Well then, is the increase in home ownership a federal success? For decades Washington tried to crack down on lenders, insisting they couldn’t deny loans to people in poor neighborhoods. Lenders got the message, and created ways to loan money to people with suspect credit. That’s one reason for the creation of -- and, now, collapse in -- the subprime mortgage market.
As for “expand voting rights,” let’s wait until after the Democratic convention this summer before we discuss this. There’s every chance that Barack Obama will win more votes, yet lose his party’s nomination to Hillary Clinton, the ultimate Washington insider.
One of Light’s few actual successes is the fact that, indeed, America’s air and water are cleaner than they’ve been in decades. Federal regulation deserves some credit here, although with a big “but,” because this would have happened anyway.
As people get wealthier, they demand a better environment. Nobody wants to breathe foul air or drink polluted water, but only societies with enough wealth can afford to clean these up.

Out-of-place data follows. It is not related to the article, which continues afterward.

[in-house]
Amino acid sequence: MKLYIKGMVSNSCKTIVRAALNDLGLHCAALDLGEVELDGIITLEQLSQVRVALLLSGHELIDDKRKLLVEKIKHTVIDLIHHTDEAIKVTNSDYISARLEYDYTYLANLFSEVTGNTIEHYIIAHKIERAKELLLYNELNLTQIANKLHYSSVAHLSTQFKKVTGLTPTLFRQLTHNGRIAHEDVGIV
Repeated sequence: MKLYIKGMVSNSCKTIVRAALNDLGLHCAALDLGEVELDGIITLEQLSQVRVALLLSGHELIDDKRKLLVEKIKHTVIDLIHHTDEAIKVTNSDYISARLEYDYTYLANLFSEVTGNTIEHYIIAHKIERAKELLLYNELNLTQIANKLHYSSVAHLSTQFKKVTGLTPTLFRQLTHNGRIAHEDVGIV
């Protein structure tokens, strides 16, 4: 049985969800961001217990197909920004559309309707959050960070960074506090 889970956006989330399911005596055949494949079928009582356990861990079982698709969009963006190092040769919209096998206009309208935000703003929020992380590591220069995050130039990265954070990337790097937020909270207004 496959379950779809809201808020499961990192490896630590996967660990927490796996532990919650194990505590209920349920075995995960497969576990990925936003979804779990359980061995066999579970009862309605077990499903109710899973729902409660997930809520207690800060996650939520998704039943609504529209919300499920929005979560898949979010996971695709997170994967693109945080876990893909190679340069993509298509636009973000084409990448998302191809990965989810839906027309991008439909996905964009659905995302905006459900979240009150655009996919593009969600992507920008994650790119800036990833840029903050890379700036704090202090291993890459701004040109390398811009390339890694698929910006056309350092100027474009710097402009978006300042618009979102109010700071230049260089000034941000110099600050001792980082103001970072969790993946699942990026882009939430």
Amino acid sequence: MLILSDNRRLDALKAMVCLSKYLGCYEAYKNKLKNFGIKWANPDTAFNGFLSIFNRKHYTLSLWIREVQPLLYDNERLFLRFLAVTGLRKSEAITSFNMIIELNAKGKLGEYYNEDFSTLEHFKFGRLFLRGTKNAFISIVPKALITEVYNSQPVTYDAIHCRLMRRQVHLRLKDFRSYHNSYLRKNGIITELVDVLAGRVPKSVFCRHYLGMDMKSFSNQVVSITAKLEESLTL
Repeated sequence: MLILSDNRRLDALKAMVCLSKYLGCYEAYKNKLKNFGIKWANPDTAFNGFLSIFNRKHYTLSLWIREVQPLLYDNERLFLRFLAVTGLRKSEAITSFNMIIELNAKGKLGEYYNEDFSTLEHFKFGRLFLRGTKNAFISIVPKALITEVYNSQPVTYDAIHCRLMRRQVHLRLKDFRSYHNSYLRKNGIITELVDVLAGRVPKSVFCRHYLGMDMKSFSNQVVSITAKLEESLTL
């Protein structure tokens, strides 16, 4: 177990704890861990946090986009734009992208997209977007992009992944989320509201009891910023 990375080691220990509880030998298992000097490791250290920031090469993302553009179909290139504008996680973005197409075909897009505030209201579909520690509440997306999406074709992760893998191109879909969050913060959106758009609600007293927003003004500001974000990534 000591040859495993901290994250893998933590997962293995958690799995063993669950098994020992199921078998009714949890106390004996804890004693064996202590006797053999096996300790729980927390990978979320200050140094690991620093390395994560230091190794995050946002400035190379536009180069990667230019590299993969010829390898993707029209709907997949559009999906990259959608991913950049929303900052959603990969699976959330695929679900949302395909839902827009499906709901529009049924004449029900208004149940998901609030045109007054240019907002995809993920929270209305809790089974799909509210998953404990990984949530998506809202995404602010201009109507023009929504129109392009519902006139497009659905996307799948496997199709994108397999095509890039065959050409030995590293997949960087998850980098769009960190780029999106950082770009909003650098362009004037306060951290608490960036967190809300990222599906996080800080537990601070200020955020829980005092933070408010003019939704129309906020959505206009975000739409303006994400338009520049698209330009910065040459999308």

In the decades ahead China will provide a perfect example. The government in Beijing has almost dictatorial powers, but is afraid to ban pollution because it needs to keep creating jobs. But, once the country reaches a certain level of wealth, the people will insist that the government do something about pollution.
Finally, let’s hop on the interstate highway system. This could be credited as a governmental success story if Light had written his book in the early 1970s. Back then, our highways were state-of-the-art.
But in recent decades, the Highway Trust Fund has become a way for lawmakers to spend tax dollars in their home state or district. Around most major cities roads are overcrowded and commuters lose productive hours sitting in traffic. Yet more than a third of the money Washington collects in gas taxes is spent on projects other than roads, including bike paths, sidewalks and gardens.
There simply isn’t much that the federal government does well. Most everything it gets credit for could be done better and less expensively in the private sector.
That’s worth remembering, especially in this election season. Sens. Clinton and Obama are promising to create a new federal program to take care of virtually every national problem. If they succeed, though, they’ll only end up making most problems worse. Which, after all, is at least one other thing the federal government does well.